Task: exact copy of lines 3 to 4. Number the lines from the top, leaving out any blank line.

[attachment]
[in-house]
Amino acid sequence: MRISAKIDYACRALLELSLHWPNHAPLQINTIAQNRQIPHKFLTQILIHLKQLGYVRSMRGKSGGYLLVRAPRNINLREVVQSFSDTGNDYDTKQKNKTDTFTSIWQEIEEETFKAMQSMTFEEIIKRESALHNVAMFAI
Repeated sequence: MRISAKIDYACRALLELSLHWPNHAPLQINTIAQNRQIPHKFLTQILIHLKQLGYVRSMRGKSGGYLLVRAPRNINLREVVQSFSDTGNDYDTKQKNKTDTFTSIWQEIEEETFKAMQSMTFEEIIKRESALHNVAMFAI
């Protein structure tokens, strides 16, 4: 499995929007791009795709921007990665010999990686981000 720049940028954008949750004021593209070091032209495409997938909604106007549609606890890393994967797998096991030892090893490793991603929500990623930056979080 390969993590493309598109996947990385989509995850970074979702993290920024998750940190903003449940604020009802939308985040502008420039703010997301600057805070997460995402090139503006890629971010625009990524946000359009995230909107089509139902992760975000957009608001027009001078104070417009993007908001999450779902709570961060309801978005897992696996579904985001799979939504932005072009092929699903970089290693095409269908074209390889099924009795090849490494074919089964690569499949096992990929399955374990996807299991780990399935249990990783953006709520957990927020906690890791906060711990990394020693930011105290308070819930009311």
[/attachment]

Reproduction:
Repeated sequence: MRISAKIDYACRALLELSLHWPNHAPLQINTIAQNRQIPHKFLTQILIHLKQLGYVRSMRGKSGGYLLVRAPRNINLREVVQSFSDTGNDYDTKQKNKTDTFTSIWQEIEEETFKAMQSMTFEEIIKRESALHNVAMFAI
């Protein structure tokens, strides 16, 4: 499995929007791009795709921007990665010999990686981000 720049940028954008949750004021593209070091032209495409997938909604106007549609606890890393994967797998096991030892090893490793991603929500990623930056979080 390969993590493309598109996947990385989509995850970074979702993290920024998750940190903003449940604020009802939308985040502008420039703010997301600057805070997460995402090139503006890629971010625009990524946000359009995230909107089509139902992760975000957009608001027009001078104070417009993007908001999450779902709570961060309801978005897992696996579904985001799979939504932005072009092929699903970089290693095409269908074209390889099924009795090849490494074919089964690569499949096992990929399955374990996807299991780990399935249990990783953006709520957990927020906690890791906060711990990394020693930011105290308070819930009311």